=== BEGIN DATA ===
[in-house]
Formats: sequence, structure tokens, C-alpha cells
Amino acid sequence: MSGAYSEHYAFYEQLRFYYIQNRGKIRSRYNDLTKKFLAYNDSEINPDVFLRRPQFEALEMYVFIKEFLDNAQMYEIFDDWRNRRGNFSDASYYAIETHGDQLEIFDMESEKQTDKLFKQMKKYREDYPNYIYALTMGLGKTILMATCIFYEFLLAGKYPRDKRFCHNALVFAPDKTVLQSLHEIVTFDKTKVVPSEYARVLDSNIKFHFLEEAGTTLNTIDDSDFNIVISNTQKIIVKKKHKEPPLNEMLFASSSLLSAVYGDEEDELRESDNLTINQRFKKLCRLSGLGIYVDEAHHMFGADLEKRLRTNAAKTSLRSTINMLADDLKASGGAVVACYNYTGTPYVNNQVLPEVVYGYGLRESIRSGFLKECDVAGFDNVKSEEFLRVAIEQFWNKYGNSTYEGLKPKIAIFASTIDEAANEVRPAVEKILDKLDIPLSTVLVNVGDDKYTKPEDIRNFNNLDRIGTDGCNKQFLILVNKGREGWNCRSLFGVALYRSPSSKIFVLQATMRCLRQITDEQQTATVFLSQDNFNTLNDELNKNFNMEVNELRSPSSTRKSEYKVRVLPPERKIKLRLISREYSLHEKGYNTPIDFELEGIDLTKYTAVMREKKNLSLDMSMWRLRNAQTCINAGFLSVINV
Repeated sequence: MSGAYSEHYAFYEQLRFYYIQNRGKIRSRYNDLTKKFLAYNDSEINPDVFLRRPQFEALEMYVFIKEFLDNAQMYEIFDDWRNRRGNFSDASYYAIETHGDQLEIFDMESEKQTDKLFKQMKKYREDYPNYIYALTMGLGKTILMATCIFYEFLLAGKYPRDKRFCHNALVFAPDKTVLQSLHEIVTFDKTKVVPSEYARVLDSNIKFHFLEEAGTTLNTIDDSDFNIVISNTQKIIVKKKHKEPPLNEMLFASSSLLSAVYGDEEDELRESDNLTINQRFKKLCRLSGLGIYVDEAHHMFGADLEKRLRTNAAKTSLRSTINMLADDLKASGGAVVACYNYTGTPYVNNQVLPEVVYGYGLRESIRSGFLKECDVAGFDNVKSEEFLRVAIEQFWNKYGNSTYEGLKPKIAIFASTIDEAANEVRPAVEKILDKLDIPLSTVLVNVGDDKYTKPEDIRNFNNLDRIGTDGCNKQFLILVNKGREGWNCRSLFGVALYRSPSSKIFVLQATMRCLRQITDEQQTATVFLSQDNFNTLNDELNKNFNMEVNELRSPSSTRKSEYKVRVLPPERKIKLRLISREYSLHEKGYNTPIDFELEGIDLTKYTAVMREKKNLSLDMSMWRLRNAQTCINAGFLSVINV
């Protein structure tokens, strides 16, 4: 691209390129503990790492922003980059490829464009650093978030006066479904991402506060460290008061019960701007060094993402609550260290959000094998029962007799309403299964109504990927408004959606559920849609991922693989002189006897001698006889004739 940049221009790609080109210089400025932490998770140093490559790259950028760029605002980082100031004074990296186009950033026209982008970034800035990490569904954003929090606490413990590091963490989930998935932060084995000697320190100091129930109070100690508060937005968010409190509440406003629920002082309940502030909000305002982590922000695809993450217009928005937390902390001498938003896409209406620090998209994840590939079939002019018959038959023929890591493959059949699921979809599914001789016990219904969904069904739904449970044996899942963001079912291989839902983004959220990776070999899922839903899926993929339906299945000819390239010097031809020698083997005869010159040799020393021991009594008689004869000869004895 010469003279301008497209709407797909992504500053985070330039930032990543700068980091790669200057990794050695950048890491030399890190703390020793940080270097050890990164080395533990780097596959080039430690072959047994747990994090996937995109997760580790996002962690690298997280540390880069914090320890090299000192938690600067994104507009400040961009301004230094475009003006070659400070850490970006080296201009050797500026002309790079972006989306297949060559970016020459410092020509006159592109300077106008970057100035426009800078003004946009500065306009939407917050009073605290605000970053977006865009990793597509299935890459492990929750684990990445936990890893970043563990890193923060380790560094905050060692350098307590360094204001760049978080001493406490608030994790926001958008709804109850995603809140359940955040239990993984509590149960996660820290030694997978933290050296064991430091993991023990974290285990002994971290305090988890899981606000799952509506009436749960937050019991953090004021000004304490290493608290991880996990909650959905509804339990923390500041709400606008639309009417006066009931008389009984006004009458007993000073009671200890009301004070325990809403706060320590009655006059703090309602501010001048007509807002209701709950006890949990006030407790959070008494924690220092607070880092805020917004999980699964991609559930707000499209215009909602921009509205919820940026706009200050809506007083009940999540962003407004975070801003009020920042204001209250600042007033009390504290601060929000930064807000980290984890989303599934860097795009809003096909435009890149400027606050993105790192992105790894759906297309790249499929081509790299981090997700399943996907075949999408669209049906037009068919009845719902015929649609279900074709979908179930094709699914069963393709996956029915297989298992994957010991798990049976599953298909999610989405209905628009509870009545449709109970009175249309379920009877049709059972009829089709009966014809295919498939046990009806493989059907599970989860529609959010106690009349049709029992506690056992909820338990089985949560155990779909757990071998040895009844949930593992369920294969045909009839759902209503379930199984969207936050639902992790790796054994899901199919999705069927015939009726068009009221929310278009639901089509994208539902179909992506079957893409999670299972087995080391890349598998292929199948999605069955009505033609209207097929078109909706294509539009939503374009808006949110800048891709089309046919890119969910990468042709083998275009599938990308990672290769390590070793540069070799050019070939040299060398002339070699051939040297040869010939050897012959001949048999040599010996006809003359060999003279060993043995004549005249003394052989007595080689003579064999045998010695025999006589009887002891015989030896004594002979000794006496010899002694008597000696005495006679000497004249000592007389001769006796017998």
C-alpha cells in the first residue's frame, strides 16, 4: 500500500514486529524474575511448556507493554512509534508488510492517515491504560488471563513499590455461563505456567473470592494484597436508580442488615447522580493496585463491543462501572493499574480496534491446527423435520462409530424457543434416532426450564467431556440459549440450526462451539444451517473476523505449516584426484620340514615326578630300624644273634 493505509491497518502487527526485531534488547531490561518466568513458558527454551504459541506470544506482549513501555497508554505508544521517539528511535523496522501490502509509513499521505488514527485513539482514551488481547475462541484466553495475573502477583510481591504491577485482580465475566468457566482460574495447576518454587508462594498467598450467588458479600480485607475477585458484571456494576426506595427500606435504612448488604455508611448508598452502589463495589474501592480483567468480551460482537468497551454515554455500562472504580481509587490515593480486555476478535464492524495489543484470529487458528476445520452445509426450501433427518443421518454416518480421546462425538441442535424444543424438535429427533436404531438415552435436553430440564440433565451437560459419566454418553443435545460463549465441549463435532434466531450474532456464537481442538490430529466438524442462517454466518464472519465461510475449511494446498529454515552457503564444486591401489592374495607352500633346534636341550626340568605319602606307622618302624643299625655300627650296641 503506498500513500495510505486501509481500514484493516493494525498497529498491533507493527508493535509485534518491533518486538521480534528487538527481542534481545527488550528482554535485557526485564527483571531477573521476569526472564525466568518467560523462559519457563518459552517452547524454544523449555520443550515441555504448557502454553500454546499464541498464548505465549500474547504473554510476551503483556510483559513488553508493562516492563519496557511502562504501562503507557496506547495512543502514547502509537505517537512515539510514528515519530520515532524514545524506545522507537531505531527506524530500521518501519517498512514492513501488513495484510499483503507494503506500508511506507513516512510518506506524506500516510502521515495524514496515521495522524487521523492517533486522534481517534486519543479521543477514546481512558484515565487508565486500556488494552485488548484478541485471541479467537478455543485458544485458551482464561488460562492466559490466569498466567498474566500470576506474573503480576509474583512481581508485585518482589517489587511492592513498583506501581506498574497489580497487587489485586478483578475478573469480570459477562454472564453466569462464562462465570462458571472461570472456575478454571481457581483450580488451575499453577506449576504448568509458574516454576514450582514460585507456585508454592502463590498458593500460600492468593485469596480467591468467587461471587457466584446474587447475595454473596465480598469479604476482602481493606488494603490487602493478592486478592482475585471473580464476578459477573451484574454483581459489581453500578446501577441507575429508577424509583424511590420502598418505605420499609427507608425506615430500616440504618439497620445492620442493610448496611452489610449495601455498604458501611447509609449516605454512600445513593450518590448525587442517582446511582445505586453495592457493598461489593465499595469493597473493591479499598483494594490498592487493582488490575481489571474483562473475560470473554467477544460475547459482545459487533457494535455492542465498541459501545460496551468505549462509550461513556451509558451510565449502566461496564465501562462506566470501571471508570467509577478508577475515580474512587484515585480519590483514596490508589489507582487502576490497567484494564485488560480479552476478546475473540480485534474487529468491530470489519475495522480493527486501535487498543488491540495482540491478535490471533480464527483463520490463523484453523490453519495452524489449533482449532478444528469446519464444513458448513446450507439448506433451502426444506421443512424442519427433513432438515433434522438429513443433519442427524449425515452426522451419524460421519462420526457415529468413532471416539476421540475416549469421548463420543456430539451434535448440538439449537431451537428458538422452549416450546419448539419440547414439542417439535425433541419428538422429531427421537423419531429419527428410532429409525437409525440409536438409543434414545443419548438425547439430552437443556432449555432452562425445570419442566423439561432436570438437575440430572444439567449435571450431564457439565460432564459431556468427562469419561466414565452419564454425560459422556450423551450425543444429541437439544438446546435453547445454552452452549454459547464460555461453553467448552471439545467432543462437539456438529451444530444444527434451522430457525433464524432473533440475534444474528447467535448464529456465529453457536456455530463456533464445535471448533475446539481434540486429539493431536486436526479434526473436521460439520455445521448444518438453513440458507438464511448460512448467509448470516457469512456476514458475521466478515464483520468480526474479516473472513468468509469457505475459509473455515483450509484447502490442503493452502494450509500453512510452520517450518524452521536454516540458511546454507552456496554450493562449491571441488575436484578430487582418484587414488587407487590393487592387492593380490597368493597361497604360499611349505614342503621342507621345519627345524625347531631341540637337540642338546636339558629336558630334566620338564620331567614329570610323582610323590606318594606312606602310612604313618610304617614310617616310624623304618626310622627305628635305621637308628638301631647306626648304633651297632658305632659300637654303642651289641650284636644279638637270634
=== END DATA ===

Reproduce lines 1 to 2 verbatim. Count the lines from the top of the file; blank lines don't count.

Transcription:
[in-house]
Formats: sequence, structure tokens, C-alpha cells